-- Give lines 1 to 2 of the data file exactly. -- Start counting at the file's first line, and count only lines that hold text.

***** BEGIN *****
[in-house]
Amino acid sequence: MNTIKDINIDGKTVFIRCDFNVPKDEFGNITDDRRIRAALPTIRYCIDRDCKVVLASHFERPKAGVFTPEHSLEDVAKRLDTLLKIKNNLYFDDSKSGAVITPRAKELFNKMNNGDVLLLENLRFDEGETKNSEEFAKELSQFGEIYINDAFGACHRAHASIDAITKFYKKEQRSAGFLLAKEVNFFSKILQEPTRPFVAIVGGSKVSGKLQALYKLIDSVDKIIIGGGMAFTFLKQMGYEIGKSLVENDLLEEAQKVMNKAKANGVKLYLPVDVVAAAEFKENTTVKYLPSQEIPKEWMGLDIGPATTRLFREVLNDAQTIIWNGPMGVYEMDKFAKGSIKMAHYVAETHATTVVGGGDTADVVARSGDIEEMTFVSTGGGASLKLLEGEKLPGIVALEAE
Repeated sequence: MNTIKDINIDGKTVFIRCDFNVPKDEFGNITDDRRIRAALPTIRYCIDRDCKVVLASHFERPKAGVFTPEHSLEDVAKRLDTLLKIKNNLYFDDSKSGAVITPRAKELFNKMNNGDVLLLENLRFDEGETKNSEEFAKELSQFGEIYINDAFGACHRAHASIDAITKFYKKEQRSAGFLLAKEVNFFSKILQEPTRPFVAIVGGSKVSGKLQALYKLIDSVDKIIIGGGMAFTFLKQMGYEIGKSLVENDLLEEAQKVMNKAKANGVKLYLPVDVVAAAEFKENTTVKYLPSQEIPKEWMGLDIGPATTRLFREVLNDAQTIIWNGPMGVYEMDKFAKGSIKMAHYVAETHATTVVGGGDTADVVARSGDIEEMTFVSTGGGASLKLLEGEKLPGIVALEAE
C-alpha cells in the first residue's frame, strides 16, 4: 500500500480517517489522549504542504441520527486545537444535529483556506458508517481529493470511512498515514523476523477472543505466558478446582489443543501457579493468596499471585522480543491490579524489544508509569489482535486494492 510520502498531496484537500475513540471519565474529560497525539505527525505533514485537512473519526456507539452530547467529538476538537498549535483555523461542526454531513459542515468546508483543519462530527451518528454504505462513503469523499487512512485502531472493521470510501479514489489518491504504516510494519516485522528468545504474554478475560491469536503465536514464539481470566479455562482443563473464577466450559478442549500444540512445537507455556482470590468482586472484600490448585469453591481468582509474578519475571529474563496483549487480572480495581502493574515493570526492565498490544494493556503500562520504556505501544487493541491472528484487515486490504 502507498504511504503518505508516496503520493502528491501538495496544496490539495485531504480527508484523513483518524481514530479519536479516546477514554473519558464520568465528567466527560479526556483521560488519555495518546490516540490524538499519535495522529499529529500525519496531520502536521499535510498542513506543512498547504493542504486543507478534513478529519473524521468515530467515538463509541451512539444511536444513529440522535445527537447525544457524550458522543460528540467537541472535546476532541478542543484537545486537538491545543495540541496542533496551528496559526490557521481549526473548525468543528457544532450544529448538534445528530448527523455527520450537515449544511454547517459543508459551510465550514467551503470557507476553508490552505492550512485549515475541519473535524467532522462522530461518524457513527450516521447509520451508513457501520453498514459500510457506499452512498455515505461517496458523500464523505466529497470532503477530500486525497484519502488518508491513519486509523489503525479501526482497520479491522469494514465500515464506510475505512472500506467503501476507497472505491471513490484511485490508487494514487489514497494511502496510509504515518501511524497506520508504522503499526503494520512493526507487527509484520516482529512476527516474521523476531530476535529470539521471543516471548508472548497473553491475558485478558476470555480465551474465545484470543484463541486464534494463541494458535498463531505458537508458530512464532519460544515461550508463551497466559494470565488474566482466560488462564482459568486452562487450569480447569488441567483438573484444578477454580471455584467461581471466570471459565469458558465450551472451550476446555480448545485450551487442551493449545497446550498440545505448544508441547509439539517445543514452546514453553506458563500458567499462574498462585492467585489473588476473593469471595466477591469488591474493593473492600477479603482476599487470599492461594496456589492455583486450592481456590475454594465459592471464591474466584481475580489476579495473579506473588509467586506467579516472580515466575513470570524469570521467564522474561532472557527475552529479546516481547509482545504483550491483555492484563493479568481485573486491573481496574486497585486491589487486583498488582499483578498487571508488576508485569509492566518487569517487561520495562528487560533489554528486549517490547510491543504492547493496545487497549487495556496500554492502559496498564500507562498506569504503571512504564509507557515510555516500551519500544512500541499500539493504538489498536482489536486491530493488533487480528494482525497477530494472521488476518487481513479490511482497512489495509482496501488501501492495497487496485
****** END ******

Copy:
[in-house]
Amino acid sequence: MNTIKDINIDGKTVFIRCDFNVPKDEFGNITDDRRIRAALPTIRYCIDRDCKVVLASHFERPKAGVFTPEHSLEDVAKRLDTLLKIKNNLYFDDSKSGAVITPRAKELFNKMNNGDVLLLENLRFDEGETKNSEEFAKELSQFGEIYINDAFGACHRAHASIDAITKFYKKEQRSAGFLLAKEVNFFSKILQEPTRPFVAIVGGSKVSGKLQALYKLIDSVDKIIIGGGMAFTFLKQMGYEIGKSLVENDLLEEAQKVMNKAKANGVKLYLPVDVVAAAEFKENTTVKYLPSQEIPKEWMGLDIGPATTRLFREVLNDAQTIIWNGPMGVYEMDKFAKGSIKMAHYVAETHATTVVGGGDTADVVARSGDIEEMTFVSTGGGASLKLLEGEKLPGIVALEAE